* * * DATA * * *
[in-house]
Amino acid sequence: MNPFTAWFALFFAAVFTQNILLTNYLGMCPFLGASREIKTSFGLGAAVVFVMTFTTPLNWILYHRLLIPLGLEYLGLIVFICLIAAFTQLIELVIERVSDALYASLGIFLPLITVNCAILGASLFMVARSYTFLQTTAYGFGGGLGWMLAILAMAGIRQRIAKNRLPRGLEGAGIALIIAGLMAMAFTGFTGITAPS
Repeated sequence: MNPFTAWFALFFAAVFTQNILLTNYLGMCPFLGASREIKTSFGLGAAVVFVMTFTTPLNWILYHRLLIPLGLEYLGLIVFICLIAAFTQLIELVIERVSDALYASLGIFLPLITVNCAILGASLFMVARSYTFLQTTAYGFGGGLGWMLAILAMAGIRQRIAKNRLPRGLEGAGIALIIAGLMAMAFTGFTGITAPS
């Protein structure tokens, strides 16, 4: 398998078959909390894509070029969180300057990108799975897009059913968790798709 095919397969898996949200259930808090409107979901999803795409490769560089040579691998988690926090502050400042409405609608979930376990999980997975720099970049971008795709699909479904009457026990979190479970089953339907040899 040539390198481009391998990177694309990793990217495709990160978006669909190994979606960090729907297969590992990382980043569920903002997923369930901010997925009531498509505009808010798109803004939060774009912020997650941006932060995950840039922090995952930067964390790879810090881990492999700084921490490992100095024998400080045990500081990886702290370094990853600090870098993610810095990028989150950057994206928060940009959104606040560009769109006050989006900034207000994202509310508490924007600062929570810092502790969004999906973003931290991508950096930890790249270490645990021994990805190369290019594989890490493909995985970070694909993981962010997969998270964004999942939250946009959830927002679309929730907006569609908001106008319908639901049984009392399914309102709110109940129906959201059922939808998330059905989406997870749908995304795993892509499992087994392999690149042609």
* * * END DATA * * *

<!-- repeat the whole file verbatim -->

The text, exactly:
[in-house]
Amino acid sequence: MNPFTAWFALFFAAVFTQNILLTNYLGMCPFLGASREIKTSFGLGAAVVFVMTFTTPLNWILYHRLLIPLGLEYLGLIVFICLIAAFTQLIELVIERVSDALYASLGIFLPLITVNCAILGASLFMVARSYTFLQTTAYGFGGGLGWMLAILAMAGIRQRIAKNRLPRGLEGAGIALIIAGLMAMAFTGFTGITAPS
Repeated sequence: MNPFTAWFALFFAAVFTQNILLTNYLGMCPFLGASREIKTSFGLGAAVVFVMTFTTPLNWILYHRLLIPLGLEYLGLIVFICLIAAFTQLIELVIERVSDALYASLGIFLPLITVNCAILGASLFMVARSYTFLQTTAYGFGGGLGWMLAILAMAGIRQRIAKNRLPRGLEGAGIALIIAGLMAMAFTGFTGITAPS
């Protein structure tokens, strides 16, 4: 398998078959909390894509070029969180300057990108799975897009059913968790798709 095919397969898996949200259930808090409107979901999803795409490769560089040579691998988690926090502050400042409405609608979930376990999980997975720099970049971008795709699909479904009457026990979190479970089953339907040899 040539390198481009391998990177694309990793990217495709990160978006669909190994979606960090729907297969590992990382980043569920903002997923369930901010997925009531498509505009808010798109803004939060774009912020997650941006932060995950840039922090995952930067964390790879810090881990492999700084921490490992100095024998400080045990500081990886702290370094990853600090870098993610810095990028989150950057994206928060940009959104606040560009769109006050989006900034207000994202509310508490924007600062929570810092502790969004999906973003931290991508950096930890790249270490645990021994990805190369290019594989890490493909995985970070694909993981962010997969998270964004999942939250946009959830927002679309929730907006569609908001106008319908639901049984009392399914309102709110109940129906959201059922939808998330059905989406997870749908995304795993892509499992087994392999690149042609």